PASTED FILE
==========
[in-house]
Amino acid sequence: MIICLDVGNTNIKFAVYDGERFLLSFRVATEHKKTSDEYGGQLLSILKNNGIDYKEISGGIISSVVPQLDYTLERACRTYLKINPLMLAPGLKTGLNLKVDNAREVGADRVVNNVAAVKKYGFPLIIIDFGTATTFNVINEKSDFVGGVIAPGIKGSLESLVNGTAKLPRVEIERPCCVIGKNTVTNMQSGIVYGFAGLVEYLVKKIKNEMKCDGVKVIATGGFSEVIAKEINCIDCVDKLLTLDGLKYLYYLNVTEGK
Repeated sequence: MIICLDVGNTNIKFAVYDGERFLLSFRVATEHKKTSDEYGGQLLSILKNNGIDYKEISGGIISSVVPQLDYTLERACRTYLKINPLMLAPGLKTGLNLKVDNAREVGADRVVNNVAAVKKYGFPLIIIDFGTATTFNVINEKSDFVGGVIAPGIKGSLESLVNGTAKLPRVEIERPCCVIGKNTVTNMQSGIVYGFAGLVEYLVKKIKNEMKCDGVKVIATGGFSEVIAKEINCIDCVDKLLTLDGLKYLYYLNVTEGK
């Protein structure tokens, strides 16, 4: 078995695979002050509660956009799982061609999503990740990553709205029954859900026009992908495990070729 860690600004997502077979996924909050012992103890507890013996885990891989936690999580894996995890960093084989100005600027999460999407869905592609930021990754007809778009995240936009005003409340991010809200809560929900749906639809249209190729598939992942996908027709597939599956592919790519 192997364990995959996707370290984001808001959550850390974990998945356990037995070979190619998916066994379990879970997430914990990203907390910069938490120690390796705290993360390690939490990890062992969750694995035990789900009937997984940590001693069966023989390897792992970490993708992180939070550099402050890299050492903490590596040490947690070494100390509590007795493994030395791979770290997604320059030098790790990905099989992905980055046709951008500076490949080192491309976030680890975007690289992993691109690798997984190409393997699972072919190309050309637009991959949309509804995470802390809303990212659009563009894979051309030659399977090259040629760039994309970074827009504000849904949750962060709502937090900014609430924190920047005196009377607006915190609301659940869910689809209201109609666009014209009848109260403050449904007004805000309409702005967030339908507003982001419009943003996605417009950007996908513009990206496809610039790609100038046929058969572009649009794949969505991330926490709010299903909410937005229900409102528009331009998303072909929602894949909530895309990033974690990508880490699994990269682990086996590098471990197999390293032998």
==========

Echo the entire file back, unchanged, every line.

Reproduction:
[in-house]
Amino acid sequence: MIICLDVGNTNIKFAVYDGERFLLSFRVATEHKKTSDEYGGQLLSILKNNGIDYKEISGGIISSVVPQLDYTLERACRTYLKINPLMLAPGLKTGLNLKVDNAREVGADRVVNNVAAVKKYGFPLIIIDFGTATTFNVINEKSDFVGGVIAPGIKGSLESLVNGTAKLPRVEIERPCCVIGKNTVTNMQSGIVYGFAGLVEYLVKKIKNEMKCDGVKVIATGGFSEVIAKEINCIDCVDKLLTLDGLKYLYYLNVTEGK
Repeated sequence: MIICLDVGNTNIKFAVYDGERFLLSFRVATEHKKTSDEYGGQLLSILKNNGIDYKEISGGIISSVVPQLDYTLERACRTYLKINPLMLAPGLKTGLNLKVDNAREVGADRVVNNVAAVKKYGFPLIIIDFGTATTFNVINEKSDFVGGVIAPGIKGSLESLVNGTAKLPRVEIERPCCVIGKNTVTNMQSGIVYGFAGLVEYLVKKIKNEMKCDGVKVIATGGFSEVIAKEINCIDCVDKLLTLDGLKYLYYLNVTEGK
């Protein structure tokens, strides 16, 4: 078995695979002050509660956009799982061609999503990740990553709205029954859900026009992908495990070729 860690600004997502077979996924909050012992103890507890013996885990891989936690999580894996995890960093084989100005600027999460999407869905592609930021990754007809778009995240936009005003409340991010809200809560929900749906639809249209190729598939992942996908027709597939599956592919790519 192997364990995959996707370290984001808001959550850390974990998945356990037995070979190619998916066994379990879970997430914990990203907390910069938490120690390796705290993360390690939490990890062992969750694995035990789900009937997984940590001693069966023989390897792992970490993708992180939070550099402050890299050492903490590596040490947690070494100390509590007795493994030395791979770290997604320059030098790790990905099989992905980055046709951008500076490949080192491309976030680890975007690289992993691109690798997984190409393997699972072919190309050309637009991959949309509804995470802390809303990212659009563009894979051309030659399977090259040629760039994309970074827009504000849904949750962060709502937090900014609430924190920047005196009377607006915190609301659940869910689809209201109609666009014209009848109260403050449904007004805000309409702005967030339908507003982001419009943003996605417009950007996908513009990206496809610039790609100038046929058969572009649009794949969505991330926490709010299903909410937005229900409102528009331009998303072909929602894949909530895309990033974690990508880490699994990269682990086996590098471990197999390293032998």